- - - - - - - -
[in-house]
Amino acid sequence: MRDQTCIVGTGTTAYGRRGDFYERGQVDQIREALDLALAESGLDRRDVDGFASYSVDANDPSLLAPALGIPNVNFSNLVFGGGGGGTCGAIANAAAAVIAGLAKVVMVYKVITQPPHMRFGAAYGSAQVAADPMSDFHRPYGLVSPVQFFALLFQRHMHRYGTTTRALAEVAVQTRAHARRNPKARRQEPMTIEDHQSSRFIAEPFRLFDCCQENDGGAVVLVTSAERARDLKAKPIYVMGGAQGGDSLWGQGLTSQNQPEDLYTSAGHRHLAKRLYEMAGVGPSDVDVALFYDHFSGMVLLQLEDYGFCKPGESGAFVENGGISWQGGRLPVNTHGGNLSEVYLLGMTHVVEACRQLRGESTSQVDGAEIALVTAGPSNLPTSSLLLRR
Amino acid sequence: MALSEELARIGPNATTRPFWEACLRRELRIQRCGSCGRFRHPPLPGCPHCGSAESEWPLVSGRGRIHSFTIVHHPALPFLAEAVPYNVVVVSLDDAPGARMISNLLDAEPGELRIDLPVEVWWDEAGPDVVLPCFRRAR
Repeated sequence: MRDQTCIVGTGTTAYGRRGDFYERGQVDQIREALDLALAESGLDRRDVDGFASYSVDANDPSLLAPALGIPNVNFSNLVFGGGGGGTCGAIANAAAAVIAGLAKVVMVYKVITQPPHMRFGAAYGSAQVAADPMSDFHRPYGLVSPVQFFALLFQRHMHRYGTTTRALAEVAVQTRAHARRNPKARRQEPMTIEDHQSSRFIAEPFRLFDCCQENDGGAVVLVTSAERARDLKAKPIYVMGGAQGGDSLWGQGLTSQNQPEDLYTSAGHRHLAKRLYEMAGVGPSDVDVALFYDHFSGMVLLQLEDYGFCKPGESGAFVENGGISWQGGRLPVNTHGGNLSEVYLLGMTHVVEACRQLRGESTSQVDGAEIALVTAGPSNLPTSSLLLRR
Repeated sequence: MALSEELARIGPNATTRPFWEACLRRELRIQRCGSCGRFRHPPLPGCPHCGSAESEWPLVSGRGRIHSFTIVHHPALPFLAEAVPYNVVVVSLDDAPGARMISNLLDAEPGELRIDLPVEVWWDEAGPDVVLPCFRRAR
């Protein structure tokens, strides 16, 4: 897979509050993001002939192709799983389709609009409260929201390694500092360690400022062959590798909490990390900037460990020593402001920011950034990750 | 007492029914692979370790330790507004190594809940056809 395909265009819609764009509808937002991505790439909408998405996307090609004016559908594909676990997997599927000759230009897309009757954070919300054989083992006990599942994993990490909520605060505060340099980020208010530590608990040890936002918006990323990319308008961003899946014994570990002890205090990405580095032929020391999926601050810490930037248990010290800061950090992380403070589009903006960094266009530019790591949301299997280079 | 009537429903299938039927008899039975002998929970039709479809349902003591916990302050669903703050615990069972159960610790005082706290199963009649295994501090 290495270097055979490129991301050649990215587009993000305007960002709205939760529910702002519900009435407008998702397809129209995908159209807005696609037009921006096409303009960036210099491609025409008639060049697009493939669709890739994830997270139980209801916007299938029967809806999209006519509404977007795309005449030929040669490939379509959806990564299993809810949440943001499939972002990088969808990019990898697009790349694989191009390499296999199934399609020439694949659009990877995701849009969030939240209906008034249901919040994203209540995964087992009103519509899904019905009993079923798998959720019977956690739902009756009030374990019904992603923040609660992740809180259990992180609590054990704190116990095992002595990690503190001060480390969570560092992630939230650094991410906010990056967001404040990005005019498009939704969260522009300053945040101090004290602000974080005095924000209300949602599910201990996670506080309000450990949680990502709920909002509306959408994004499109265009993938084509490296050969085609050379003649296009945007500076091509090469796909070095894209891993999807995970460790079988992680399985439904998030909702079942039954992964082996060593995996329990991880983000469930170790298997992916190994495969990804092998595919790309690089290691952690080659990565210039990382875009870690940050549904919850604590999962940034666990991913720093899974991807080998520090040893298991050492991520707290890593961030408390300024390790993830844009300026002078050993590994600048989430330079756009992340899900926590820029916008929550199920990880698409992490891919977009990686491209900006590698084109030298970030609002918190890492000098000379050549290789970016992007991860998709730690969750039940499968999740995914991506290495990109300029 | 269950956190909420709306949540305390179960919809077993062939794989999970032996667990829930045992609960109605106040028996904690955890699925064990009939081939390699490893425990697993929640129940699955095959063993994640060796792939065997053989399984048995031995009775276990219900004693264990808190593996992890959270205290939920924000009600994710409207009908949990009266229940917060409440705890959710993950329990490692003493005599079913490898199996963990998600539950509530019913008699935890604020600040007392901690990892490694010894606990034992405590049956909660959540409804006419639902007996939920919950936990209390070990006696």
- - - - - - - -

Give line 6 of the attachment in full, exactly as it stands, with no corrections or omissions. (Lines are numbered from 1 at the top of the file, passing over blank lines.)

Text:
């Protein structure tokens, strides 16, 4: 897979509050993001002939192709799983389709609009409260929201390694500092360690400022062959590798909490990390900037460990020593402001920011950034990750 | 007492029914692979370790330790507004190594809940056809 395909265009819609764009509808937002991505790439909408998405996307090609004016559908594909676990997997599927000759230009897309009757954070919300054989083992006990599942994993990490909520605060505060340099980020208010530590608990040890936002918006990323990319308008961003899946014994570990002890205090990405580095032929020391999926601050810490930037248990010290800061950090992380403070589009903006960094266009530019790591949301299997280079 | 009537429903299938039927008899039975002998929970039709479809349902003591916990302050669903703050615990069972159960610790005082706290199963009649295994501090 290495270097055979490129991301050649990215587009993000305007960002709205939760529910702002519900009435407008998702397809129209995908159209807005696609037009921006096409303009960036210099491609025409008639060049697009493939669709890739994830997270139980209801916007299938029967809806999209006519509404977007795309005449030929040669490939379509959806990564299993809810949440943001499939972002990088969808990019990898697009790349694989191009390499296999199934399609020439694949659009990877995701849009969030939240209906008034249901919040994203209540995964087992009103519509899904019905009993079923798998959720019977956690739902009756009030374990019904992603923040609660992740809180259990992180609590054990704190116990095992002595990690503190001060480390969570560092992630939230650094991410906010990056967001404040990005005019498009939704969260522009300053945040101090004290602000974080005095924000209300949602599910201990996670506080309000450990949680990502709920909002509306959408994004499109265009993938084509490296050969085609050379003649296009945007500076091509090469796909070095894209891993999807995970460790079988992680399985439904998030909702079942039954992964082996060593995996329990991880983000469930170790298997992916190994495969990804092998595919790309690089290691952690080659990565210039990382875009870690940050549904919850604590999962940034666990991913720093899974991807080998520090040893298991050492991520707290890593961030408390300024390790993830844009300026002078050993590994600048989430330079756009992340899900926590820029916008929550199920990880698409992490891919977009990686491209900006590698084109030298970030609002918190890492000098000379050549290789970016992007991860998709730690969750039940499968999740995914991506290495990109300029 | 269950956190909420709306949540305390179960919809077993062939794989999970032996667990829930045992609960109605106040028996904690955890699925064990009939081939390699490893425990697993929640129940699955095959063993994640060796792939065997053989399984048995031995009775276990219900004693264990808190593996992890959270205290939920924000009600994710409207009908949990009266229940917060409440705890959710993950329990490692003493005599079913490898199996963990998600539950509530019913008699935890604020600040007392901690990892490694010894606990034992405590049956909660959540409804006419639902007996939920919950936990209390070990006696």